factor

The definitions used in this glossary of terminology either have been provided by the authors of the articles, or have been extracted wholly or in part, or paraphrased from the following sources: The American Medical Association Encyclopedia of Medicine, Charles B. Clayman, MD, Medical Editor, Random House, New York, 1989; Biotechnology from A to Z, 2d Edition, William Bains, Oxford University Press, New York, New York, 2002; A Dictionary of Genetics, 6th Edition, Robert C. King and William D. Stansfield, Oxford University Press, New York, New York, 2002; Dorland's Illustrated Medical Dictionary, 29th and 30th Editions, W. B. Saunders Company, Philadelphia, 2000, 2003; Genes VII, Benjamin Lewin, Oxford University Press, New York, New York, 2000; The Gale Encyclopedia of Genetic Disorders, Volumes I and II, Stacey L. Blachford, Ed., Thomson Learning, New York, New York, 2002; The Merriam-Webster Dictionary, Merriam-Webster, Inc., Springfield, Massachusetts, 1997; Molecular Biology of the Cell, 3rd Edition, Bruce Alberts, et al., Garland Publishing, 1994; The Random House Dictionary of the English Language, Unabridged Edition, 1966; Webster's Ninth New Collegiate Dictionary, 1991.

DEFINITION:

factor
1. Any of several substances or activities that are necessary to produce a result, e.g., a coagulation factor (see below). Often, use of the term "factor" indicates that the chemical nature of the substance or its mechanism of action is unknown, as in endocrinology, where "factors" are renamed as "hormones" when their chemical nature is determined.


2. One of two or more quantities that multiplied together form a product.


3. A gene (hereditary factor).


Antihemophilic Factor (AHF) -

1. See Factor VIII under coagulation factor (below).

2. [USP] A sterile freeze-dried powder containing the Factor VIII fraction prepared from units of human venous plasma obtained from suitable whole-blood donors; it may contain heparin sodium or sodium citrate. Used to arrest hemorrhage or to prevent hemorrhage during surgery or other procedures in patients with hemophilia A; administered intravenously.


Coagulation Factors - Substances in the blood that are essential to the clotting process and hence, to the maintenance of normal hemostasis. They are designated by Roman numerals, to which the notation "a" is added to indicate the activated state. Platelet factors (see below), designated by Arabic numerals, also play a role in coagulation.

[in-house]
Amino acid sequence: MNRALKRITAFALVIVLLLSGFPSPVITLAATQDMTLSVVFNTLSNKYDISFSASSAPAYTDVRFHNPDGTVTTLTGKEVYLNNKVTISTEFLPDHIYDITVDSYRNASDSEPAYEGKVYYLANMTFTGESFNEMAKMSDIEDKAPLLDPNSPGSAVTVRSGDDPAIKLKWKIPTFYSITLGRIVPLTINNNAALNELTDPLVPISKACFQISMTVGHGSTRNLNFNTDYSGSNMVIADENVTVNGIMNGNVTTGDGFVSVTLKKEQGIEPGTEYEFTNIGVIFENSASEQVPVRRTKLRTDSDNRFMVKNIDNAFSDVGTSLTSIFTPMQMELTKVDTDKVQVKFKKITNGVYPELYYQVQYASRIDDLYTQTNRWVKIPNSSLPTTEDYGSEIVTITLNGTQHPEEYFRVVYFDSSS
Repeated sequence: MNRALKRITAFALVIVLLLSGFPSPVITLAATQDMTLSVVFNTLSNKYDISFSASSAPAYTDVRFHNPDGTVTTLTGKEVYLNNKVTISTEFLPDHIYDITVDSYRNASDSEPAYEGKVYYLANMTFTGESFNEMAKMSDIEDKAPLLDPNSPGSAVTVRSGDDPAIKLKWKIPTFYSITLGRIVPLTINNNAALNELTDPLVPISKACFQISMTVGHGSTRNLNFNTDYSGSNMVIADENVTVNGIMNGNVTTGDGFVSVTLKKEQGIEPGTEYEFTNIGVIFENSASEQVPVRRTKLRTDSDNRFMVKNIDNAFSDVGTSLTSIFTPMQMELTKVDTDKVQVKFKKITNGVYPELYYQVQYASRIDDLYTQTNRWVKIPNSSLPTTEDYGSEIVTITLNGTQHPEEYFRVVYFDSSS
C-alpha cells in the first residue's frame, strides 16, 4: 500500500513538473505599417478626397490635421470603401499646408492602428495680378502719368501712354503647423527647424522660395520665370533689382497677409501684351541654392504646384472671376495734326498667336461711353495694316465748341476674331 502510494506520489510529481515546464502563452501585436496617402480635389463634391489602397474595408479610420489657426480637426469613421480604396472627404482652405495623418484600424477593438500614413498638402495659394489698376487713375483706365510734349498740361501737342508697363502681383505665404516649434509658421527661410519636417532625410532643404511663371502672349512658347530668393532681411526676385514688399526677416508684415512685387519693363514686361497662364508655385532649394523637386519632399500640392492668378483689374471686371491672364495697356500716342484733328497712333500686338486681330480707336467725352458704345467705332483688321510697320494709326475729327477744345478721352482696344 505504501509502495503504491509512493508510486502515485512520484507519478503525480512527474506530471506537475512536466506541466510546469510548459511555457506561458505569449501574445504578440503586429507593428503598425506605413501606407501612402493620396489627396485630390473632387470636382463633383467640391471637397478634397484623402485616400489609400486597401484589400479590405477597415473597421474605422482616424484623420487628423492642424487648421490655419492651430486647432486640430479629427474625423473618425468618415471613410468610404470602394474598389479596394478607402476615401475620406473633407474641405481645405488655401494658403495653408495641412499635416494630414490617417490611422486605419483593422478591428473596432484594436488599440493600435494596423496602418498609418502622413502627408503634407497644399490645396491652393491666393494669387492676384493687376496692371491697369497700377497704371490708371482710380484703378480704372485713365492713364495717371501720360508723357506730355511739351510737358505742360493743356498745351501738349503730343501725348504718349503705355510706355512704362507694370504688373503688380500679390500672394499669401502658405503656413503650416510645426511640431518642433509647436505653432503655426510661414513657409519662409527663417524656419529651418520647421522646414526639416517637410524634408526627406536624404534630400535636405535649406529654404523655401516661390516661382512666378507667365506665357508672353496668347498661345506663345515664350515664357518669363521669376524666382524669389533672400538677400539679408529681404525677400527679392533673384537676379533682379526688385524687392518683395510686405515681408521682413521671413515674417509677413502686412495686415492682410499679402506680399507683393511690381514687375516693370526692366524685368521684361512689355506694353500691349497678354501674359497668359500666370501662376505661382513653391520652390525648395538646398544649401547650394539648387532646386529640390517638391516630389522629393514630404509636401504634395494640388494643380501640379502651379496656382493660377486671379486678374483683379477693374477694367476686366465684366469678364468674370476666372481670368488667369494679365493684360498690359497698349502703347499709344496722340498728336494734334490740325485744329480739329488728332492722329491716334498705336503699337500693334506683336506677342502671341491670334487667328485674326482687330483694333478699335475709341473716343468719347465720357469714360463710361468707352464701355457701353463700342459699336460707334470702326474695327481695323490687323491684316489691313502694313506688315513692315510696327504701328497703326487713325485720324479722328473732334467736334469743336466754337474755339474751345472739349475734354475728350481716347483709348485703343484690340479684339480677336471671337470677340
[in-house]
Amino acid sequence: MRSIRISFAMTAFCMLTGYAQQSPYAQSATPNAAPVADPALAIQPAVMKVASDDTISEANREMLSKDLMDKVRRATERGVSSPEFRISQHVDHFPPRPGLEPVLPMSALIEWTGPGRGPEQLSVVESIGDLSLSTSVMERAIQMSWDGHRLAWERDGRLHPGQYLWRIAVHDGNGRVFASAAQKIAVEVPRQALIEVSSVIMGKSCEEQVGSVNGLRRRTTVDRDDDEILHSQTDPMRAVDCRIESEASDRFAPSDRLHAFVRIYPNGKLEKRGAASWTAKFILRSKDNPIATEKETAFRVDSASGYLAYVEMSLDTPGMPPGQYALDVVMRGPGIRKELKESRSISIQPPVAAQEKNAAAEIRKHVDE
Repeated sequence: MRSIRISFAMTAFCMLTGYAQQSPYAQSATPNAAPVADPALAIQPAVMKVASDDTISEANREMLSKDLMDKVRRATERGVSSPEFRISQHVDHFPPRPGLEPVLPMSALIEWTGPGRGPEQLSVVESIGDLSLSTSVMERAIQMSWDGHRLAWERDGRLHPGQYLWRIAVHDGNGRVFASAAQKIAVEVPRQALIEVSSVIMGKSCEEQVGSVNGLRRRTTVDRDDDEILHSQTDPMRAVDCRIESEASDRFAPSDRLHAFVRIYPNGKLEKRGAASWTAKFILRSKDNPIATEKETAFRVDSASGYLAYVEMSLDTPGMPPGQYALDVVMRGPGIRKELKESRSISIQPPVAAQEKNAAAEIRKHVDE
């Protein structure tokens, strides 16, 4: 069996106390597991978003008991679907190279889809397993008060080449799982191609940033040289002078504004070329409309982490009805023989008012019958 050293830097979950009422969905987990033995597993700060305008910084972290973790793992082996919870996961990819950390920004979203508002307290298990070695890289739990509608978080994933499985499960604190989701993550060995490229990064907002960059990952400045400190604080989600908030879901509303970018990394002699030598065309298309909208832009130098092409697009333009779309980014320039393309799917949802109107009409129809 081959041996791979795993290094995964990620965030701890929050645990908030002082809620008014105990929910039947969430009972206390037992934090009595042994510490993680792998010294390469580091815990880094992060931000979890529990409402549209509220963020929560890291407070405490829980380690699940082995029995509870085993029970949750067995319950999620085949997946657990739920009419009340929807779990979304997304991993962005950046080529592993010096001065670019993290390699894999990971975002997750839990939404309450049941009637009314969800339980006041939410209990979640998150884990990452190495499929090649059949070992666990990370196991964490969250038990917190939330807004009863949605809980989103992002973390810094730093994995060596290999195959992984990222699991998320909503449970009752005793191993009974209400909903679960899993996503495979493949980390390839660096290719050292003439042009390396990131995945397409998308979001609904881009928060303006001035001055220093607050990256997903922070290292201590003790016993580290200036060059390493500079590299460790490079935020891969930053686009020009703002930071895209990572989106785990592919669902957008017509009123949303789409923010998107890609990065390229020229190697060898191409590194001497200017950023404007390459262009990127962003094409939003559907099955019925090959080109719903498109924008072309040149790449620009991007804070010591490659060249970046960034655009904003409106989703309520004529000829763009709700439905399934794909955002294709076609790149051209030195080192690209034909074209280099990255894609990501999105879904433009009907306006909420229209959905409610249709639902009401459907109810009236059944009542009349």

Coagulation Factor II, prothrombin - A plasma protein that is converted to the active form thrombin (factor IIa) by cleavage by activated factor X (Xa) in the common pathway of blood coagulation; thrombin then cleaves fibrinogen to its active form fibrin. Deficiency of the factor leads to hypoprothrombinemia.


Coagulation Factor III, tissue thromboplastin - A lipoprotein functioning in the extrinsic pathway of blood coagulation, activating factor X (see below).


Coagulation Factor V, proaccelerin - A heat- and storage-labile material, present in plasma but not in serum, functioning in both the intrinsic and extrinsic pathways of blood coagulation. Deficiency of this factor, an autosomal recessive trait, leads to a rare hemorrhagic tendency, known as Owren's disease or parahemophilia, which varies greatly in severity.


Coagulation Factor VIII, antihemophilic factor (AHF) - A relatively storage-labile factor (see below) participating only in the intrinsic pathway of blood coagulation. Deficiency of this factor, when transmitted as a sex-linked recessive trait, causes classical hemophilia (hemophilia A). (See also antihemophilic factor above.)


Coagulation Factor IX, plasma thromboplastin component (PTC) - A relatively storage-stable substance involved in the intrinsic pathway of blood coagulation; upon activation, it activates factor X (see below). Deficiency results in a hemorrhagic syndrome called hemophilia B, resembling hemophilia A. Called also autoprothrombin II, Christmas factor, and antihemophilic factor B.


Coagulation Factor X, Stuart factor - A storage-stable factor that participates in both the intrinsic and extrinsic pathways of blood coagulation, uniting them to begin the common pathway of coagulation. Once activated, it forms a complex with calcium, phospholipid, and factor V (see above); the complex (prothrombinase) can cleave and activate prothrombin to thrombin. Deficiency of this factor may cause a systemic coagulation disorder.


Coagulation Factor XI, plasma thromboplastin antecedent (PTA) - A stable factor involved in the intrinsic pathway of blood coagulation; once activated, it activates factor IX. Deficiency of this factor results in a systemic blood-clotting defect called hemophilia C, which may resemble hemophilia A. Called also antihemophilic factor C.


Coagulation Factor XII, Hageman factor - A stable factor activated by contact with glass or other foreign surfaces, which initiates the intrinsic process of blood coagulation by activating factor XI and participates in activation of the kinin and fibrinolytic pathways. Deficiency of this factor results in a tendency toward thrombotic disorders, due to lack of activation of the fibrinolytic pathway. Called also glass factor, contact factor, or activation factor.


Heat-labile Factor - See Factor V under Coagulation Factors (above).


Platelet Factor - Factors important in hemostasis which are contained in or attached to the platelets.


Storage-labile Factor - A factor which shows chemically-unstable attributes during storage.


von Willebrand Factor (vWF) - The attribute of factor VIII (see above) necessary for the adhesion of platelets to vascular elements. Deficiency of this factor results in the prolonged bleeding time seen in von Willebrand's disease.

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